By Shaun Tandon, AFP
NEW YORK — The rapid growth of streaming and the sensational success of Adele triggered a rebound of overall music consumption last year in the United States and Britain, industry trackers said Wednesday. The growth came despite a persistent fall in CD sales and a growing decline in digital downloads on service such as iTunes as consumers turn to online streaming services and their unlimited, on-demand selection. U.S. music consumption rose 15.2 percent in 2015 from a year earlier to 549.4 million albums or their digital equivalent, reversing a decline in 2014, Nielsen Music said in an annual report. British music consumption also reversed a slump, with album equivalent sales rising 3.7 percent, according to data released separately Wednesday by the British Phonographic Industry trade association. Both the United States and Britain, the world’s largest and fourth-largest music markets respectively, saw streaming volumes nearly double as new competitors such as Apple Music and Jay Z’s Tidal helped expand a sector led by Sweden’s Spotify. Music streams went up 92.8 percent year-on-year to 317.2 billion songs in the United States and rose by 81.7 percent in Britain. “You’re going to continue to see the types of growth that we’ve been seeing for a long time to come, I think,” said David Bakula, Nielsen’s senior vice president of industry insights. More Listening, but
More Profits? Nielsen looks at consumption and not directly at revenue — which is a major sore point for many artists who argue that their compensation from streaming is puny. Industry bodies will report detailed figures on profits in the coming months. Bakula said that the Nielsen data showed a growing industry in net terms. “People have been conditioned to look at album numbers for so long as the health of the industry,” he said. “Down 6 percent” — the year’s decline in total album sales without factoring in streaming — “doesn’t sound as bad when you add in” billions of streams, he said. Yet leading the way in 2015’s rebound was one of the few artists to reject streaming — Adele. Backed by public anticipation due to a more than four-year wait since her previous album, Adele’s “25” enjoyed the biggest first-week sales on record in the United States and Britain.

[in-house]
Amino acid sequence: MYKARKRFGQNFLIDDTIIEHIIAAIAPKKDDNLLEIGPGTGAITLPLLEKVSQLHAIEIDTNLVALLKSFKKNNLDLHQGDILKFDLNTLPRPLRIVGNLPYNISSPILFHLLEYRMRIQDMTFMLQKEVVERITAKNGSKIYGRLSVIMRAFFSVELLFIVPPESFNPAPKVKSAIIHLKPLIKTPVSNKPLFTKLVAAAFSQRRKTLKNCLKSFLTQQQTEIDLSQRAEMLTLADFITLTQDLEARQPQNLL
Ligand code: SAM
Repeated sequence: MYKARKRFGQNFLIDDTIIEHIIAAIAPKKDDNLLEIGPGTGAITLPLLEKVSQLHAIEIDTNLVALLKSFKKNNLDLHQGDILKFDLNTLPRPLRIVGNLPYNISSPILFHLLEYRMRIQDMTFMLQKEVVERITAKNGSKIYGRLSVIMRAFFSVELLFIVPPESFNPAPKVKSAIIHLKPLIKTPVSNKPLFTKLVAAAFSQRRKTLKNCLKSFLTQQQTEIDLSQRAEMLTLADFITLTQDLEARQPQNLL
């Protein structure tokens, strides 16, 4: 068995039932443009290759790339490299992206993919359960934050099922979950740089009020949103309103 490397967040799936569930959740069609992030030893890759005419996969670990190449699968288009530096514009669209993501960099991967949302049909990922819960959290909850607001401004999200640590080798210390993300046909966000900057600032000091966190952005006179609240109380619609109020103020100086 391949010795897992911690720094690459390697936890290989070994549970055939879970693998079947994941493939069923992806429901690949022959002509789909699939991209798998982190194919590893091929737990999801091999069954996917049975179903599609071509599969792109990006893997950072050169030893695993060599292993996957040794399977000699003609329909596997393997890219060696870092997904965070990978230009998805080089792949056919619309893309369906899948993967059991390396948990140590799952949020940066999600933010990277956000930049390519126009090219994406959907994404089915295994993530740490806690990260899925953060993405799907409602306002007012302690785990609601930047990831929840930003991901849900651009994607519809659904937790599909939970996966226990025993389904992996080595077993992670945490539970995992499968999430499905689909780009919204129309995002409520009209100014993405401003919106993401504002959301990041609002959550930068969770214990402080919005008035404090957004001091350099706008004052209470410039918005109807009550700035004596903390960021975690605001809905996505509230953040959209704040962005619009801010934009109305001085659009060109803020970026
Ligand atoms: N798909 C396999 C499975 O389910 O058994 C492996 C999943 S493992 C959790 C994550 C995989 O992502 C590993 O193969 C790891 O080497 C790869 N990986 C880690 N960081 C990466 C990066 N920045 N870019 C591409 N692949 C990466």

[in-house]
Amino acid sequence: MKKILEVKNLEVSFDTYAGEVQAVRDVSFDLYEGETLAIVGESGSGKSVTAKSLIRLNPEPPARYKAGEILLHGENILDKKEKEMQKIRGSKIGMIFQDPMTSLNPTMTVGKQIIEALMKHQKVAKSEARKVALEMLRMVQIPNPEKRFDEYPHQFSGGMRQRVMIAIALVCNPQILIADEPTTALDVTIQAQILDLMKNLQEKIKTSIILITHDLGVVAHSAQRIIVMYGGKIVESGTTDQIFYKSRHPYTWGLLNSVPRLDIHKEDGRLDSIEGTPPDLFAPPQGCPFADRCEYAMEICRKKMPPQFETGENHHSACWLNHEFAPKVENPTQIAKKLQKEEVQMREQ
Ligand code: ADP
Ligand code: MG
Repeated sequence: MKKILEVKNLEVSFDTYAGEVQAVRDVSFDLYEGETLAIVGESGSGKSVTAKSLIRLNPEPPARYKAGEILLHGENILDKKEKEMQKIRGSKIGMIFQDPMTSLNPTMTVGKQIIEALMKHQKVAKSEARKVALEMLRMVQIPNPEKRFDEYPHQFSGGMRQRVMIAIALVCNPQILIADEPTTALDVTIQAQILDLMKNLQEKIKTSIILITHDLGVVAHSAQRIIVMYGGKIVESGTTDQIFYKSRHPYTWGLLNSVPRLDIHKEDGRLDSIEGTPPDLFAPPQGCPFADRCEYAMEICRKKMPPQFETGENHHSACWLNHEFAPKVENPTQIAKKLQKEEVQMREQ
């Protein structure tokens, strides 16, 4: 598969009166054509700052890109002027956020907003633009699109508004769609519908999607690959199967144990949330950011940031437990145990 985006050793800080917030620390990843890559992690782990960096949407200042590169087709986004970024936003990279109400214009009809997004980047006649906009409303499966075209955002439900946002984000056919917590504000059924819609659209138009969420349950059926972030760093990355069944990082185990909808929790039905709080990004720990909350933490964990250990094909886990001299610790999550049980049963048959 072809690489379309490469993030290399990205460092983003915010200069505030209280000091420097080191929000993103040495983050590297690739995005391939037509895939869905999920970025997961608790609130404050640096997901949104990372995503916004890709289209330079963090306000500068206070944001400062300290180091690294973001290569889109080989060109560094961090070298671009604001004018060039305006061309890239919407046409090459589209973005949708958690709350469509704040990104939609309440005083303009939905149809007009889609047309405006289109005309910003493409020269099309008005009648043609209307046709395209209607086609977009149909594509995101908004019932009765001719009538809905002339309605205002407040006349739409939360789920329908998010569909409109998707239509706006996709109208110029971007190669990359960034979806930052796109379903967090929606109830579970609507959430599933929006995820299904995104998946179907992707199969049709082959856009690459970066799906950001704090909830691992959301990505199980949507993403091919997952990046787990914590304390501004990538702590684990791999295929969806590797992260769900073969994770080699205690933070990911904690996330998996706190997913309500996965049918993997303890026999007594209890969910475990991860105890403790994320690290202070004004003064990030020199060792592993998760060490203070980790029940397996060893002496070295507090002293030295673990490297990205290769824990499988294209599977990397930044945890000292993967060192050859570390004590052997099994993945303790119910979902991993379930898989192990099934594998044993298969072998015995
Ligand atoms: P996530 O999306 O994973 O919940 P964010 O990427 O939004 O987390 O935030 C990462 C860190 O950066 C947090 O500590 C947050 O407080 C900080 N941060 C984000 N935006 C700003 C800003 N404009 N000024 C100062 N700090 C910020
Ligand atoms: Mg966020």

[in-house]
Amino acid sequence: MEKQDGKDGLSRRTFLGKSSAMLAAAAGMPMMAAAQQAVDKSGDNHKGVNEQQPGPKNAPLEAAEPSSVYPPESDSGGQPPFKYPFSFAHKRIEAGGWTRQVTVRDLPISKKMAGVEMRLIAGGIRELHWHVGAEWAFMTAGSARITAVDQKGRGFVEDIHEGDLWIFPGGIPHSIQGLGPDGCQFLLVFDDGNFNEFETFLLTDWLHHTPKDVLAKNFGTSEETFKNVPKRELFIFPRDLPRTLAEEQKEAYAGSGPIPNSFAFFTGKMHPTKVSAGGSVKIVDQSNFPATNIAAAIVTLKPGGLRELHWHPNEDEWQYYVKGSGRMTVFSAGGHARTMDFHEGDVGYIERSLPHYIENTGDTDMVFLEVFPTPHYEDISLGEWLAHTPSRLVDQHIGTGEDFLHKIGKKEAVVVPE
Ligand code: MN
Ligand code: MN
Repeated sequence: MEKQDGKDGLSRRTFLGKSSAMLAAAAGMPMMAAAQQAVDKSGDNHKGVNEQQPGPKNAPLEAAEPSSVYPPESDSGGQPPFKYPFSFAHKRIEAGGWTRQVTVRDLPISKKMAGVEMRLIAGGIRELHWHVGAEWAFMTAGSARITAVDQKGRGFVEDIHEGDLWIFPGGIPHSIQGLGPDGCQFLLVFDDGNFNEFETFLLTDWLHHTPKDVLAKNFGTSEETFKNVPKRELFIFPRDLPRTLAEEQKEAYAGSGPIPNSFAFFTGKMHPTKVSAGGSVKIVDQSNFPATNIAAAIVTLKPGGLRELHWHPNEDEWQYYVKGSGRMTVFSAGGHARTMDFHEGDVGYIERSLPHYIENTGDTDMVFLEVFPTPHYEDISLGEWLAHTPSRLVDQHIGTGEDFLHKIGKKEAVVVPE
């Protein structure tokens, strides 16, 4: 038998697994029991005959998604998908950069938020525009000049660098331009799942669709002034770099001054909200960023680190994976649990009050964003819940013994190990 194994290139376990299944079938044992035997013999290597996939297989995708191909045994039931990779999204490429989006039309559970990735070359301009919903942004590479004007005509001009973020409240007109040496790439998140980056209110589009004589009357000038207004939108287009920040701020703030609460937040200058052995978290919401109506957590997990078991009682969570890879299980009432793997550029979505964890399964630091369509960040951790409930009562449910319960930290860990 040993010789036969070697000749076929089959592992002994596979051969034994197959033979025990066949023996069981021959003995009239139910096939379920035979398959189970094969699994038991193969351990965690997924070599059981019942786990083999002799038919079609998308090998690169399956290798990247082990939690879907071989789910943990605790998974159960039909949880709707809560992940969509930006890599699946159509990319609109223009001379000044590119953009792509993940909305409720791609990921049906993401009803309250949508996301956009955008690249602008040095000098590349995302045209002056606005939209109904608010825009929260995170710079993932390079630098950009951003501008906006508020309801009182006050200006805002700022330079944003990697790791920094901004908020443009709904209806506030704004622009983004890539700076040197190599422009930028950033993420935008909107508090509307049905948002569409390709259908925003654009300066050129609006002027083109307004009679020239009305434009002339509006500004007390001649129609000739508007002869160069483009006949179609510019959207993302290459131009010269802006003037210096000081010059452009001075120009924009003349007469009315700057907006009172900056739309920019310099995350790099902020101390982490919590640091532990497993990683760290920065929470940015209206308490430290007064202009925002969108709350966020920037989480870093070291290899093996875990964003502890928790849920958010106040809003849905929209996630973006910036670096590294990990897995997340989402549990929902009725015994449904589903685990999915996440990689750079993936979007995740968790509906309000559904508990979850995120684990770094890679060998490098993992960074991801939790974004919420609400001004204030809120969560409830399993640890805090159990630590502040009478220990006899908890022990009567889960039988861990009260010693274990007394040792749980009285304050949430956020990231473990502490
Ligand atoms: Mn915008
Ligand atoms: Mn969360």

“25,” full of ballads of heartache and childhood nostalgia, was by far the top-selling album in both countries for the year even though it came out on November 20. Nielsen said its research found that about one-third of U.S. consumers planned to buy “25,” with around 20 percent of them not generally music consumers. Adele Effect Yet even with its record-breaking numbers, “25” accounted for just 3.1 percent of U.S. album sales for the year, meaning Adele-mania likely had knock-on effects. “I think the impact, beyond just the sales part of it, is the fact that people were talking about it — people who are not your traditional music buyers,” Bakula said. Another steep source of growth, but on a much smaller scale than streaming, is its low-tech foil — vinyl, which has enjoyed a rebirth led by collectors. Vinyl sales rose by nearly 30 percent in the United States and shot up by more than 64 percent in Britain. Nielsen found disparities in format choices based on genre.
More than half of U.S. listeners to Latin music or electronica were streaming, while physical sales were particularly strong among buyers of jazz, classical, children’s or holiday-oriented music. Pop star Taylor Swift’s “1989,” the top U.S. album in 2014, was the second best-seller last year, beating out Justin Bieber’s new work “Purpose.” On Britain’s full-year chart, Adele was followed by Ed Sheeran and Sam Smith — two recent English stars whose albums came out in 2014 — while fourth place went to the late Elvis Presley. His album, “If I Can Dream,” features archival recordings of the “King of Rock and Roll”accompanied by the Royal Philharmonic Orchestra.